Tag Archives: Antica Taverna

Goodbye 2014, Hello 2015!

6 Jan
The last two weeks have been busy what with four – count ’em – four holidays in Italy! December 25 and 26 (Santo Stefano) we spent in Ortisei (see prior posts), then returning from vacation we had two more holidays to enjoy: New Year’s Day and Epifania.  Life is good!
New Year’s Eve we traveled to our favorite trattoria in Roma, Antica Taverna. The owner Paolo and our favorite waiter, Giovanni, took good care of us and we enjoyed a protracted dinner with too many dishes to name them all and a steady supply of good red wine. The dessert was the only item I managed to photograph, a delightful tortino al cioccolato.  It tasted 10 times better then it looks. It was THAT GOOD.  We slipped out before 23:00 in hopes of finding a cab before the whole city descended into chaos. The buses stop running at 21:00 on NYE because they can’t make it through the streets effectively. Can you imagine? Shutting down the buses because there are too many people in the streets? The Metro runs but unfortunately nowhere near our home. We can walk from Antica Taverna to home in 75-90 minutes, but it was really cold (for Roma) and walking did not seem like much fun. What luck! We found a cab at an obscure cabstand near the restaurant! Got home in time to endure 45 minutes of neighborhood revelry.  Some year we need to be brave and go down to the party in via Fori Imperiali and see the fireworks over the Colosseo. Some year.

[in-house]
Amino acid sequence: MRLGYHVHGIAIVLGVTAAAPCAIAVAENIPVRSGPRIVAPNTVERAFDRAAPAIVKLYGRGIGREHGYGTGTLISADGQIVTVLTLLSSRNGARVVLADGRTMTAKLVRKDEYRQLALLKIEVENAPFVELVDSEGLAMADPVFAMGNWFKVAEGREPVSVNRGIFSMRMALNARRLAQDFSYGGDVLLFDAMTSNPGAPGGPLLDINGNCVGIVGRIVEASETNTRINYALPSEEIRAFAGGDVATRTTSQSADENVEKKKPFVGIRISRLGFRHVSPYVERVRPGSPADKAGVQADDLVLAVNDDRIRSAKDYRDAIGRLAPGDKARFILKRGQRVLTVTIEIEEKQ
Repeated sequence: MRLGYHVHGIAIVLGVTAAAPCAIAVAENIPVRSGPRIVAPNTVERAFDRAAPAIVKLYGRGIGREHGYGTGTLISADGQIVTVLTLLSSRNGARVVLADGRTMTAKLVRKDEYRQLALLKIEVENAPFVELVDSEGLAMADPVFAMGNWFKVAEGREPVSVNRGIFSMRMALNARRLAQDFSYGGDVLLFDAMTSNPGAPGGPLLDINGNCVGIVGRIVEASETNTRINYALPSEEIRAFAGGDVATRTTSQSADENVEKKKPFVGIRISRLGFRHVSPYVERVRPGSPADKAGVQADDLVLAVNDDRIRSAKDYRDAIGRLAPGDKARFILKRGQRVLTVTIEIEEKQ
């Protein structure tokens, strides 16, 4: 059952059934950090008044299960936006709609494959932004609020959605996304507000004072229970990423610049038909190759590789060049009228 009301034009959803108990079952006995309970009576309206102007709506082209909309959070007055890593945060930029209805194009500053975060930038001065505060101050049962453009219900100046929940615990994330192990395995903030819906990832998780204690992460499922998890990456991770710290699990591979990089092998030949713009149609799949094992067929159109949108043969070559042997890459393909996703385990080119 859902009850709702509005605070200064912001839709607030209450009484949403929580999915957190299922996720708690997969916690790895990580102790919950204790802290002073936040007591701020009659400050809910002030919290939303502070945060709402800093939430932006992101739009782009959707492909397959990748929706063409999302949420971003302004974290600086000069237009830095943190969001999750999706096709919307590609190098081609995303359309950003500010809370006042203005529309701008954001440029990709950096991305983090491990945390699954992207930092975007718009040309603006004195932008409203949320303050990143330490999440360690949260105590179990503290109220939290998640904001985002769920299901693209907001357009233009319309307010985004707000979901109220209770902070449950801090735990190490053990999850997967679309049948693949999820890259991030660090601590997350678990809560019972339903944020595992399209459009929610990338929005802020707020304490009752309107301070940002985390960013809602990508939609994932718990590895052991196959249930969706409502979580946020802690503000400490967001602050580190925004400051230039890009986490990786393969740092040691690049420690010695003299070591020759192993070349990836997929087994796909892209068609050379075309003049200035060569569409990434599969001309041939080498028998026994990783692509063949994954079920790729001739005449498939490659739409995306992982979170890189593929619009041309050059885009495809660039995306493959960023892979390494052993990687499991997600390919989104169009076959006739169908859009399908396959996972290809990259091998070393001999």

This weekend was the start of the winter saldi (sales). We had a couple of purchases in mind and headed out into a bright if chilly Sunday along with THOUSANDS of people making their way to our destination, a major shopping street near the Vatican. We made our way by bus to transfer to the Metro at Termini. The Metro was packed like the Japanese subway on a business day. I wanted to take a picture of how crowded it was, but I couldn’t maneuver to do so packed in as I was with my arms pinned! We wondered at so many people heading out to shop! We might have bailed in the Metro station but by that time we were like cows going through chutes and there was no turning back. Moo. When we got to our stop, the hoards headed down the street toward the Vatican. It was then that we realized they were headed to Piazza San Pietro for the Pope’s angelis. Shopping was busy too, but not quite the cattle drive.
Today is Epifania, the official end to the Christmas season, also called Befana, when the witch La Befana visits the children leaving candy for the good ones and coal for the not-so-good children. Having no young children around and having spent Christmas out of Roma, we decided to have a small group of friends for a decidedly non-traditional lunch. Is Italian-Swedish a fusion cuisine? Our new friends and soon-to-be-landlords had voiced an interest in Swedish meatballs, and she wanted to make a special Neopolitan pastiera for dessert. Combined with a purè di patate casserole, Swedish pickled herring, Swedish cheese, a beet salad, and Italian salumi, it was cross-cultural event. Unfortunately as we got into entertaining we forgot to take more pictures!
So now we have to go a week-and-a-half until the next holiday, Martin Luther King’s birthday. Hope I can make it!

Good Day Rome Guide to Roman Restaurants

23 Jun

I am frequently asked – by both friends and people I have never met – where to eat in Rome, so Ric and I collaborated on this list providing a convenient link to send to those who inquire. Seems like a good idea for the blog so here you go!

What this list is not: A guidebook-type of recommendation; “the best” whatever that may mean; infallible.